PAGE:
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Skill Premium and Trade Puzzles: a Solution Linking Production and Preferences

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  • Justin Caron
  • Thibault Fally
  • James R. Markusen

Abstract

International trade theory is a general-equilibrium discipline, yet most of the standard portfolio of research focuses on the production side of general equilibrium. In addition, we do not have a good understanding of the relationship between characteristics of goods in production and characteristics of preferences. This paper conducts an empirical investigation into the relationship between a good's factor intensity in production and its income elasticity of demand in consumption. In particular, we find a strong and significant positive relationship between skilled-labor intensity in production and income elasticity of demand for several types of preferences, with and without accounting for trade costs and differences in prices. Counter-factual simulations yield a number of results. We can explain about half of "missing trade", and show an important role for per-capita income in understanding trade/GDP ratios, the choice of trading partners, and the composition of trade. Furthermore, an equal rise in productivity in all sectors in all countries leads to a rising skill premium in all countries, with particularly large increases in developing countries.

Suggested Citation

  • Justin Caron & Thibault Fally & James R. Markusen, 2012. "Skill Premium and Trade Puzzles: a Solution Linking Production and Preferences," NBER Working Papers 18131, National Bureau of Economic Research, Inc.
  • Handle: RePEc:nbr:nberwo:18131
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    Cited by:

    1. Ariu, Andrea, 2016. "Crisis-proof services: Why trade in services did not suffer during the 2008–2009 collapse," Journal of International Economics, Elsevier, vol. 98(C), pages 138-149.
    2. Markusen, James R., 2012. "Per-Capita Income as a Determinant of International Trade and Environmental Policies," Discussion Papers 2013-06, Graduate School of Economics, Hitotsubashi University.
    3. Pablo D. Fajgelbaum & Amit K. Khandelwal, 2016. "Measuring the Unequal Gains from Trade," The Quarterly Journal of Economics, Oxford University Press, vol. 131(3), pages 1113-1180.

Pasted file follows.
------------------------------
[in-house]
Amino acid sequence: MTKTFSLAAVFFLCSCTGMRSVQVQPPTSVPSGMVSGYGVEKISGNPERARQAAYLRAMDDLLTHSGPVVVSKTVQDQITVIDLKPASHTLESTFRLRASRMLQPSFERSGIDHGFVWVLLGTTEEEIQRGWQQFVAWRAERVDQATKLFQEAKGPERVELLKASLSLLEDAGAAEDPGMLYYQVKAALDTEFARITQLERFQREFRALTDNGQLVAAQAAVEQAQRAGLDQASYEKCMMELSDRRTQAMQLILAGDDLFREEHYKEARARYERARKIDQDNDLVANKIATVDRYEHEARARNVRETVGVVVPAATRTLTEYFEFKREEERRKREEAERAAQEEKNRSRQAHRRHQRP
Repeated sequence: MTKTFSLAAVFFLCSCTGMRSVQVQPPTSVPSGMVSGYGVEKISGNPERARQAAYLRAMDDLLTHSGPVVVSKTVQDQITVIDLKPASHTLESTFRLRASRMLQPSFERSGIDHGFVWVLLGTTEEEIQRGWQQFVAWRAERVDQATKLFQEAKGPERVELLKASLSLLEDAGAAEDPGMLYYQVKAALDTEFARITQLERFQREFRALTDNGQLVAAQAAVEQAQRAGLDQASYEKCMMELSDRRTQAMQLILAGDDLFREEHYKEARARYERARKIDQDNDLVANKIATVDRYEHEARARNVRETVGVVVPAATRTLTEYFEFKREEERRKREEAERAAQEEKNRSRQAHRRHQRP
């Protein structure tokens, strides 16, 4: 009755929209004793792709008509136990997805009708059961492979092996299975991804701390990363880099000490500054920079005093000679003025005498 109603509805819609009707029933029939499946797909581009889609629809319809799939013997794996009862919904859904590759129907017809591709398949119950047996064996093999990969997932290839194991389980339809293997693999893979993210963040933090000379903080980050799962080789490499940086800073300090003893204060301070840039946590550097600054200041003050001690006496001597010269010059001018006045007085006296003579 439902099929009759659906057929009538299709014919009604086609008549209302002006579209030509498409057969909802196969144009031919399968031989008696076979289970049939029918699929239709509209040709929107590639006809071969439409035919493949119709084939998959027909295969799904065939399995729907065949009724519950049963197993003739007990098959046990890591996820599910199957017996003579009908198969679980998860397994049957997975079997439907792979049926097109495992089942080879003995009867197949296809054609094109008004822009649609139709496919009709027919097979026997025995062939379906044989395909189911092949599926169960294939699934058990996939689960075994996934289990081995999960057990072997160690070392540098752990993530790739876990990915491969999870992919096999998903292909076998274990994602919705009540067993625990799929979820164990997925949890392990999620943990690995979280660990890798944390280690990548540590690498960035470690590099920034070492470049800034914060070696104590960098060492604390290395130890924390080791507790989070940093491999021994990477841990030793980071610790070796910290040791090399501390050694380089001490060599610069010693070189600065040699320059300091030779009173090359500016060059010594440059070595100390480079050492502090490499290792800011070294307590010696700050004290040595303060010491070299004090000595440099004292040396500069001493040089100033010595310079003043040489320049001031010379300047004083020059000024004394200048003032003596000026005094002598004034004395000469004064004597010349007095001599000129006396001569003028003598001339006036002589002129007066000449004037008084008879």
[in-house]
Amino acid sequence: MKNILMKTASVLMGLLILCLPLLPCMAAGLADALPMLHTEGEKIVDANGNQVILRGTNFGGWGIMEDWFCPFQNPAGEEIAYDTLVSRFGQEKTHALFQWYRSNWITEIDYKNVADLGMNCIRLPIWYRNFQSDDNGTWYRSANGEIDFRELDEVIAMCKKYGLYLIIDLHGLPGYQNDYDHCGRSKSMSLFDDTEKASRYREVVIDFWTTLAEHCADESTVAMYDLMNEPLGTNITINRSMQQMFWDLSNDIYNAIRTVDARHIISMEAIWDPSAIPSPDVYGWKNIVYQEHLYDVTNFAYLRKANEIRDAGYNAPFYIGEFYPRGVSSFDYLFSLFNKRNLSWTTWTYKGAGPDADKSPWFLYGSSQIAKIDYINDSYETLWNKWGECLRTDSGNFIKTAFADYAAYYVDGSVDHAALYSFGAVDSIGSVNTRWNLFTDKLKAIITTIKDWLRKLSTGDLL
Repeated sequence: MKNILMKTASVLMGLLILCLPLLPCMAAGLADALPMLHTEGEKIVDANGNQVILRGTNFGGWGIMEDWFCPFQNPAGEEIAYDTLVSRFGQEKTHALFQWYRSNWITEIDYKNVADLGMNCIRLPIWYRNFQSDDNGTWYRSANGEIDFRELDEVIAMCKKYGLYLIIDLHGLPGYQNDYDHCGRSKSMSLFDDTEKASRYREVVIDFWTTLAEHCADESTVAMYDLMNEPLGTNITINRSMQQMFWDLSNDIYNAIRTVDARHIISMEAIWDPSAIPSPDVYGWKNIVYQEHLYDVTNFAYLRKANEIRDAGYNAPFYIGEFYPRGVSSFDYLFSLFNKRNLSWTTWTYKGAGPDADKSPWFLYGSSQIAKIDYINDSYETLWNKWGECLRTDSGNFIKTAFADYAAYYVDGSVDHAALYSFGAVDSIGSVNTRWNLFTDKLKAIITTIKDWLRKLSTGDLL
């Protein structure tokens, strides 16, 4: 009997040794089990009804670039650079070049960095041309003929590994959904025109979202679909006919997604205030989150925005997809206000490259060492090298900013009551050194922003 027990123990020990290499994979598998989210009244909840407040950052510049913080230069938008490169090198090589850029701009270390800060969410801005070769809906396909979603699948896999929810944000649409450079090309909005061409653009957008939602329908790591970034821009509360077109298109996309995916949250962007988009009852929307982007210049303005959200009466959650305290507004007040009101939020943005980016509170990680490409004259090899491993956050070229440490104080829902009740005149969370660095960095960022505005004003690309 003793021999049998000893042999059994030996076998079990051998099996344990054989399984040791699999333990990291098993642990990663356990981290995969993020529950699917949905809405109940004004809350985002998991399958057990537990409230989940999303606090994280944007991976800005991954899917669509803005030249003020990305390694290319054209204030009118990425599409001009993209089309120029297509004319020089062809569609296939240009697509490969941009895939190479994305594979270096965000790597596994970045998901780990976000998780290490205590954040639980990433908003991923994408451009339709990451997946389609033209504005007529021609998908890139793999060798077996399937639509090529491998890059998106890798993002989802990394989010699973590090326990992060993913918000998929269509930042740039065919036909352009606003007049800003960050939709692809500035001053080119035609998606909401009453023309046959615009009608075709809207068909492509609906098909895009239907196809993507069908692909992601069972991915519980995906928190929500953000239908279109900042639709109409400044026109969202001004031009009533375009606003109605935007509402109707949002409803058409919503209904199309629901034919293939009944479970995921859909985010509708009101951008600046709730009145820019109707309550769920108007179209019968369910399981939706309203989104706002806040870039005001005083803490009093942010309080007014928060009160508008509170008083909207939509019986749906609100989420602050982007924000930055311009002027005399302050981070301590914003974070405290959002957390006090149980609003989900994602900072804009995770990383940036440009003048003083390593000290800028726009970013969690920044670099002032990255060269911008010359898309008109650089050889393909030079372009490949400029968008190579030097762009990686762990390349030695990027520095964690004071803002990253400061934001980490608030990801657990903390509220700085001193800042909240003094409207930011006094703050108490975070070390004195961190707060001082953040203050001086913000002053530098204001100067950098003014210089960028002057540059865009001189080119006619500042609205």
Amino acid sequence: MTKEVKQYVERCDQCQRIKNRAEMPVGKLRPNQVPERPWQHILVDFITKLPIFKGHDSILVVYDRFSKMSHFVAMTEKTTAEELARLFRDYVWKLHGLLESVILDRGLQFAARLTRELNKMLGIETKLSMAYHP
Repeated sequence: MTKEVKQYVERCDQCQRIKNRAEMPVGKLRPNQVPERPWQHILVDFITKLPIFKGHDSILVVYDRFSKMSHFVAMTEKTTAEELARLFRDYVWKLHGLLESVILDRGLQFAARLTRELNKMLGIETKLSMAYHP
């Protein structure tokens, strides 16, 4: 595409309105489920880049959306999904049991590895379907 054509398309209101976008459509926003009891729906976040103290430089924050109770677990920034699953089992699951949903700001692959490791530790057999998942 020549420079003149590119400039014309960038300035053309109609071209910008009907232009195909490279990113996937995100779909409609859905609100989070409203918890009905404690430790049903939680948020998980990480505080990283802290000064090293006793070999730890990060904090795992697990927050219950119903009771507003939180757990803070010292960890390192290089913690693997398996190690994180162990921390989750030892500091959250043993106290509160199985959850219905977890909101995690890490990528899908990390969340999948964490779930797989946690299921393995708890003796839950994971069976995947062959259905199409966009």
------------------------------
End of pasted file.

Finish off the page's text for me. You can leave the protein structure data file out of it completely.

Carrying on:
4. Peter Egger & Michael Pfaffermayr, 2016. "A generalized spatial error components model for gravity equations," Empirical Economics, Springer, vol. 50(1), pages 177-195, February.
    5. James R. Markusen, 2014. "Per-Capital Income as a Determinant of International Trade and Environment Policies," CESifo Working Paper Series 4618, CESifo Group Munich.
    6. Caron, Justin & Fally, Thibault & Markusen, James, 2017. "Per Capita Income and the Demand for Skills," Department of Agricultural & Resource Economics, UC Berkeley, Working Paper Series qt96g8f3k0, Department of Agricultural & Resource Economics, UC Berkeley.
    7. Daniela MAGGIONI & Alessia LO TURCO & Mauro GALLEGATI, 2014. "Does export complexity matter for firms' output volatility?," Working Papers 407, Universita' Politecnica delle Marche (I), Dipartimento di Scienze Economiche e Sociali.
    8. Markusen, James R., 2013. "Putting per-capita income back into trade theory," Journal of International Economics, Elsevier, vol. 90(2), pages 255-265.
    9. Claudia Bernasconi, 2013. "Similarity of income distributions and the extensive and intensive margin of bilateral trade flows," ECON - Working Papers 115, Department of Economics - University of Zurich.
    10. David Atkin & Benjamin Faber & Marco Gonzalez-Navarro, 2015. "Retail Globalization and Household Welfare: Evidence from Mexico," CEP Discussion Papers dp1351, Centre for Economic Performance, LSE.

    More about this item

    JEL classification:

    • F10 - International Economics - - Trade - - - General
    • F14 - International Economics - - Trade - - - Empirical Studies of Trade

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